Those are good ideas, but they don’t address the reality that college life as we’ve come to know it is fundamentally incompatible with stringent, robust public health measures. A UT policy announced on Friday forbids students from hosting off-campus parties, but included no enforcement mechanism. Bars, in other words, may be closed, but backyard and house parties will almost certainly still happen. Masks may be required in classrooms, but students are going to take them off when they hook up. Football games—football games!—are still on the table, albeit with a diminished stadium capacity, which would still bring between 25,000 and 50,000 fans into a venue with shared bathrooms and lines for concessions. Even the students who steadfastly follow every self-quarantine best practice will find themselves in living arrangements with those who don’t. Bottom line: college students are gonna be college students. And they seem to get that more than the administrators.

According to a survey conducted by three UT student leadership organizations and released on Thursday afternoon, such concerns are shared by the student population. Sixty percent of the students surveyed identified football games as an environment they’re worried will spread the disease; more than half named on-campus housing, and nearly 45 percent mentioned off-campus events and parties. When asked to rank, on a scale of zero to ten, how comfortable they were with the university’s plan to reopen campus, the average response from more than 1,400 students was a dismal 2.73. “I personally am worried that my peers will not prioritize consideration of others,” Winston Hung, the university’s student body vice president, told Texas Monthly. 

According to the New York Times, no school has seen more coronavirus cases over the past five months than UT-Austin—despite the suspension of in-person classes during that time. More than 440 students, faculty, and staff had tested positive through the end of July. (The university argued that there were “omissions” in reporting from other schools that led it to take the top spot, but didn’t dispute the figure reported by the Times.) Other Texas universities, including a number of schools in the UT system, also appear in the Times report.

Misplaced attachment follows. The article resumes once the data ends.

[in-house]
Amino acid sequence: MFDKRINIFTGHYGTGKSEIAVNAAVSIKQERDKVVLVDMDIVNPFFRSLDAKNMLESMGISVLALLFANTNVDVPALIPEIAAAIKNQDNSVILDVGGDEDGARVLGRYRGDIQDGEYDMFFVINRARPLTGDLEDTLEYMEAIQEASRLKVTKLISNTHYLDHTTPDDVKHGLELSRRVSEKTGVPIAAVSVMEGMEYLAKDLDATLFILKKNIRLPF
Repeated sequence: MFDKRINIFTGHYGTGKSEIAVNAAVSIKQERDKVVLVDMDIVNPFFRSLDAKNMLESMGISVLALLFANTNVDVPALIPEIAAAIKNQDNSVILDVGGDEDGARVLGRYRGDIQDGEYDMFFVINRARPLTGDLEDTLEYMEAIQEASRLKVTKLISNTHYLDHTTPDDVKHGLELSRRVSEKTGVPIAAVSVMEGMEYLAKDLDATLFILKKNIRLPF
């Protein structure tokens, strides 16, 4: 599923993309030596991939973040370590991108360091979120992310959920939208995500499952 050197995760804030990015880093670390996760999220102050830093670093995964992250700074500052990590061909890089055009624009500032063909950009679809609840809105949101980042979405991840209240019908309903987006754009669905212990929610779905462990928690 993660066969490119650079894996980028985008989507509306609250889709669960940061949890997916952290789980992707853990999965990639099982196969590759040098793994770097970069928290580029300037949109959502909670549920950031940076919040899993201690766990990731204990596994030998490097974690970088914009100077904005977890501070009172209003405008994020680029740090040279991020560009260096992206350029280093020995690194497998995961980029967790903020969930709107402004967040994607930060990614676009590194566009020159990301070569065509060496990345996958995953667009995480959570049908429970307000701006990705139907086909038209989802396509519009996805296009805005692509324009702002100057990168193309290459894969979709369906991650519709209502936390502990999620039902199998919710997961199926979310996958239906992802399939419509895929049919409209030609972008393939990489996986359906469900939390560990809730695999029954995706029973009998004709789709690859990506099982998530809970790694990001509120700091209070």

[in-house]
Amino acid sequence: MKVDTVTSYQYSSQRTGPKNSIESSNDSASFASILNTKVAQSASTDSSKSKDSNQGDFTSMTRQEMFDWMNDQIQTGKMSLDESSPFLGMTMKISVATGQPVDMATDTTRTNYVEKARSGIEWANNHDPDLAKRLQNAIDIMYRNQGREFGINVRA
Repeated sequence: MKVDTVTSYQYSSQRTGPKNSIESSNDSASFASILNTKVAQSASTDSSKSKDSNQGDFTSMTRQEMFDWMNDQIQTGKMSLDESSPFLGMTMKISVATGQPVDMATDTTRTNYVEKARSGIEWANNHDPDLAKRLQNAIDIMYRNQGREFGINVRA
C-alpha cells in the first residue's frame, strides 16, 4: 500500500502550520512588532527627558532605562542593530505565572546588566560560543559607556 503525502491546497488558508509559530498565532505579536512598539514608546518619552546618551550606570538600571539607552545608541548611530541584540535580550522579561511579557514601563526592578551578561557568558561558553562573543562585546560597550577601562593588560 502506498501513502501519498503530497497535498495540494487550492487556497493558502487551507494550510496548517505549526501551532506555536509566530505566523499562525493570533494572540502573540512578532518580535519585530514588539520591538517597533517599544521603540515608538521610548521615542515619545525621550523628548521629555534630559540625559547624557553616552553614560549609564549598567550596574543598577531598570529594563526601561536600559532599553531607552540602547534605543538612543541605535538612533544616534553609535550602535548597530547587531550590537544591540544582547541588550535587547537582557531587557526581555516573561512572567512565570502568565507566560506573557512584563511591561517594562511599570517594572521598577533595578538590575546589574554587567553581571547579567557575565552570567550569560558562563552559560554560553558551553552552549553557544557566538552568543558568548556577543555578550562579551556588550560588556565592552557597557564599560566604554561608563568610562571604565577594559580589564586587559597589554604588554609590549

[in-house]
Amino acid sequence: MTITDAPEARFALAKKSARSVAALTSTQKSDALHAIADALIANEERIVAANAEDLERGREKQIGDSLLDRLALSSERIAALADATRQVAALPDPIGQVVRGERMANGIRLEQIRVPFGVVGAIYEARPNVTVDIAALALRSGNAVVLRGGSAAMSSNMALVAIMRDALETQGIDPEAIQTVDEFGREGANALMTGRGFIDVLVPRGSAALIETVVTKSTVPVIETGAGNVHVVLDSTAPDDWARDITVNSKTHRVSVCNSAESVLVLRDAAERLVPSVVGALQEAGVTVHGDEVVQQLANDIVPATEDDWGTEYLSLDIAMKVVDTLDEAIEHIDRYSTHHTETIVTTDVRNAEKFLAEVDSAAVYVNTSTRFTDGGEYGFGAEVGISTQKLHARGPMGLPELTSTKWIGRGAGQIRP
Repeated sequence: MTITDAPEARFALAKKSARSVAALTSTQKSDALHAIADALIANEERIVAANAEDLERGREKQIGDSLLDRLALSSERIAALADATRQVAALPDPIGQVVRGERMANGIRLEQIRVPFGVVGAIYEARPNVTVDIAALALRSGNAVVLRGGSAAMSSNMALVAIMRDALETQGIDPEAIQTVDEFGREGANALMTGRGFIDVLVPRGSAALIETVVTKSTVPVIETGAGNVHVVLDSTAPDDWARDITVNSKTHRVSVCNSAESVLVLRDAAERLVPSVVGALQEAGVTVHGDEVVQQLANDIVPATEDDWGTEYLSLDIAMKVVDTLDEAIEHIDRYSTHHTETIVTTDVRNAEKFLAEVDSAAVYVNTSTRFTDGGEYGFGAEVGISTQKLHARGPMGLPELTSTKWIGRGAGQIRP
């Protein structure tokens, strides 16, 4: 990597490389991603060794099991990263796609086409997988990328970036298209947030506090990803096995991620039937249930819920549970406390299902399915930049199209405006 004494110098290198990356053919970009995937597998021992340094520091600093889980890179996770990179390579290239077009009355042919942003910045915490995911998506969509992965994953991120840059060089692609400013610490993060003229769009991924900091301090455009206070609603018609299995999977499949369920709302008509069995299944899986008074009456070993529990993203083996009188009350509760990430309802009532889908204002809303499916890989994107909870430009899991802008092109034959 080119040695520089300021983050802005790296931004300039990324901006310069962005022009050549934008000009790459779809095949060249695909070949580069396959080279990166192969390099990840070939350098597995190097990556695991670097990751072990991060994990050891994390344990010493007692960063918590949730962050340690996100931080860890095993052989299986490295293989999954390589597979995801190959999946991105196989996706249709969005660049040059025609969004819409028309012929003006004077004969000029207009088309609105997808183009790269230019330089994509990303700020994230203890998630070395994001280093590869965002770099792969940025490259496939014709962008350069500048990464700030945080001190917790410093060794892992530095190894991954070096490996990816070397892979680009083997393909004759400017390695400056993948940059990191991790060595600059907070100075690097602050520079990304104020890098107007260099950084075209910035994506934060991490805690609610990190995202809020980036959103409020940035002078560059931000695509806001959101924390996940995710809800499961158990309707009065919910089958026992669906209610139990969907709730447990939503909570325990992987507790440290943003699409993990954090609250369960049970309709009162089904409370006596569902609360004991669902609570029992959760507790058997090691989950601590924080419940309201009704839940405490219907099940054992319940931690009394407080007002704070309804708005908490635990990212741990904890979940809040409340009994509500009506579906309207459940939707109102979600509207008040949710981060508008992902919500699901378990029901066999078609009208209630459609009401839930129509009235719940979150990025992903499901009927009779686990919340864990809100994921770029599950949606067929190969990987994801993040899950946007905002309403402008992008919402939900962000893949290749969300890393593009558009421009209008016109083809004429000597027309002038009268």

In March, a group of UT students who quickly grew to internet infamy as the #Cabo211 made the sort of decision that shows just how risky putting public safety in the hands of tens of thousands of college students is: They took a planned spring break trip to Mexico, even as the rest of the country had begun strictly quarantining, and nearly a third of them tested positive for the coronavirus upon their return. The group came under fire, but treating young people who want to hang out together like selfish monsters ignores the impossible situation that they’ve been put in, too: the brains of college-aged humans are wired to seek out social interaction and new experience, and they’ve been denied those things for months.

College students want to live a college lifestyle—and they’ve already had a lot of the experiences they’ve been promised taken away from them. If even a handful of them decide they’d rather play beer pong than shoulder the responsibility of preventing the further spread of a disease that’s already cost so much, the consequences could be serious for those of us who won’t find themselves anywhere near a house party this fall.